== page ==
ANALYSIS: From U-Boats to Human Sharks – Why we should remember the tragedy of the SS Hare
By Padraig Yeates
In the early hours of 14 December 1917, U-62 under Commander Ernst Hashagen saw the lights of a small ship astern off the Kish Bank. It was the Hare carrying a general cargo to Manchester, which had brought the first consignment of urgently needed food supplies to Dublin for workers and their families during the 1913 Lockout.
Winter was an ideal time for submarines to operate, weather permitting. Darkness protected them from Royal Navy vessels and airship bases such as the one at Malahide Castle. A torpedo quickly despatched the Hare bow first to the seabed, where it rests at 22 kilometres east of Howth Head, 53 24 1N. 005 42 55.80W.
Captain Carmichael was below deck in the washroom when the explosion occurred and he was struck on the face by a wash basin. Able seaman Christopher Tallant from Dun Laoghaire was on watch on the bridge and alerted the chief officer Joseph Swords, from Dalkey, but before either man could respond they were stunned by the force of the explosion. When he came to, Tallant saw that the starboard lifeboat ‘was smashed to smithereens and the port boat had capsized’. Empty crates from Jacob’s Biscuit factory littered the water. Ironically, Jacob’s had been one of the first employers to lock out members of Jim Larkin’s Irish Transport and General Workers’ Union and the Irish Women Workers’ Union, including Rosie Hackett, in 1913.
Meanwhile Carmichael had reached the deck. Finding the remaining lifeboat was full and five crew members clinging to the upturned port boat, he lowered a small craft aft and took four remaining members of the crew on board, including Tallant. The other crew members with them, according to Tallant, were William McGowan, an able seaman, Edward Lyons, a greaser, both from Dublin, and John Smith, the second engineer, who was from Glasgow.
The men clinging to the upturned port lifeboat were Richard Daly, a greaser, Joe Hunt a Donkeyman, Tom Brown, a fireman, John Conlon and Patrick Kirwan, both able seamen. All were from Dublin except for Kirwan, who came from Drogheda. The sea was too rough for the two groups to keep together and, although there was little room in Carmichael’s craft, they pulled the ‘bullock man’ John Ford, from Mayo, out of the water.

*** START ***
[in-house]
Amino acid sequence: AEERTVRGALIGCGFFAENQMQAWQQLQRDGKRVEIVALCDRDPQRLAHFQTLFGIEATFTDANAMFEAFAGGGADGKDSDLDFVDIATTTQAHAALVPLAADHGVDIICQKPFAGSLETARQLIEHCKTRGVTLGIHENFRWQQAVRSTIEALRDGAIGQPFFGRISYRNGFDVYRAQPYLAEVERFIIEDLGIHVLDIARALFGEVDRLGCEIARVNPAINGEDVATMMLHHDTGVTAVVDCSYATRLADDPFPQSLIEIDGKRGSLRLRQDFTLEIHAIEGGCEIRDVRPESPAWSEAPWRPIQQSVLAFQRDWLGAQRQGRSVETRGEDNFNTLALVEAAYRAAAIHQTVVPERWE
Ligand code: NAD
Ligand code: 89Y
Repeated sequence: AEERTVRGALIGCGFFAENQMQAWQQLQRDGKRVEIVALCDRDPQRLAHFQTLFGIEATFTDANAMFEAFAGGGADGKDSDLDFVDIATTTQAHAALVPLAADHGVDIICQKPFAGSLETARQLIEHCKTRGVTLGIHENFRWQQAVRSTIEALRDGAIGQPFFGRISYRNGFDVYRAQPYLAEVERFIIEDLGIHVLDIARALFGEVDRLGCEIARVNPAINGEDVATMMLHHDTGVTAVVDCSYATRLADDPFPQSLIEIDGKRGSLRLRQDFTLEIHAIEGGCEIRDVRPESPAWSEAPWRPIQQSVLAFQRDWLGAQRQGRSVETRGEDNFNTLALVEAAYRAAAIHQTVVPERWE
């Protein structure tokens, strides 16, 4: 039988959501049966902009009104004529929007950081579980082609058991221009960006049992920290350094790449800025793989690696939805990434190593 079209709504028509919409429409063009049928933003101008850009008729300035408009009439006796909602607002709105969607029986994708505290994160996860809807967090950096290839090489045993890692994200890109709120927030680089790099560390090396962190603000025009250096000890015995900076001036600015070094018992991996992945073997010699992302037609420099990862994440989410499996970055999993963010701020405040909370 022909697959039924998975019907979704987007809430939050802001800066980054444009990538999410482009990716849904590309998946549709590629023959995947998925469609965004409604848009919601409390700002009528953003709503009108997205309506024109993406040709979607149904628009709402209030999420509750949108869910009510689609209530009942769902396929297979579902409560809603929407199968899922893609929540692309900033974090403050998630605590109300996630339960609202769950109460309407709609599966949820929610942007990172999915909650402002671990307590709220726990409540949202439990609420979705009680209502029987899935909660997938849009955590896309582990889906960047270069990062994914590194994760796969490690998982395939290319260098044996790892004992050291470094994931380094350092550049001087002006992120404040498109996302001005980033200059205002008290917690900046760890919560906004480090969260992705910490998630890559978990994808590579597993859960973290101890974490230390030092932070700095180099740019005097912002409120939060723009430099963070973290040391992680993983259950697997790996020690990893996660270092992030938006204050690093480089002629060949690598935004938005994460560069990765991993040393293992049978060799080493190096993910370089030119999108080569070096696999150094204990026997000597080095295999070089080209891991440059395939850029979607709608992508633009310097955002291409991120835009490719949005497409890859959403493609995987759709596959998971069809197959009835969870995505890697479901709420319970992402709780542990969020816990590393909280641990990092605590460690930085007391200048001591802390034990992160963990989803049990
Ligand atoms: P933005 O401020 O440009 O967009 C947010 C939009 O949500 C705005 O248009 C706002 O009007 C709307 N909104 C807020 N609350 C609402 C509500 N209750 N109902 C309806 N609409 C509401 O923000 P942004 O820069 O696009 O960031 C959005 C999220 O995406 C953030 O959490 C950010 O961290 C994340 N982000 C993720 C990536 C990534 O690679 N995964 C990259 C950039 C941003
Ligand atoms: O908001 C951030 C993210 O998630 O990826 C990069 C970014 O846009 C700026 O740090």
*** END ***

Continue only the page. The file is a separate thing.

Carmichael’s group were picked up at 5.40 am, about three hours after the attack but the men clinging to the other boat were not rescued until about 10.45 am in a state of ‘extreme exhaustion’. It was a miracle that anyone survived. Brown, who was working in the engine room when the torpedo hit, suffered serious injuries to his legs and body, yet survived eight hours in the Irish Sea.
At least one passing steamer kept going, refusing to stop and pick up survivors for fear of becoming a target itself.
Several of the Hare’s crew had been on the ship in 1913, including Captain Carmichael and three of those who died, Joseph Swords from Dun Laoghaire, Donald Gilchrist from Islay and James Wilson from Midcalder. The only woman on board, Sarah Jane Arnott, the stewardess, had not been on the Hare in 1913. She was a widow with four children.
Today also marks the publication of a Joint Oireachtas Committee report on the fishing industry which is expected to show conditions of non-EEA (European Economic Area) fishers from countries such as Egypt, the Philippines and Indonesia are much worse than those of the unionised crew of the SS Hare 100 years ago. These fishers are as vital to Ireland’s fishing industry today as the crew of the Hare and vessels like it were for the survival of these islands a hundred years ago. They may not be at risk from U-Boats, but nor should they be left to the mercy of sharks, of the human variety.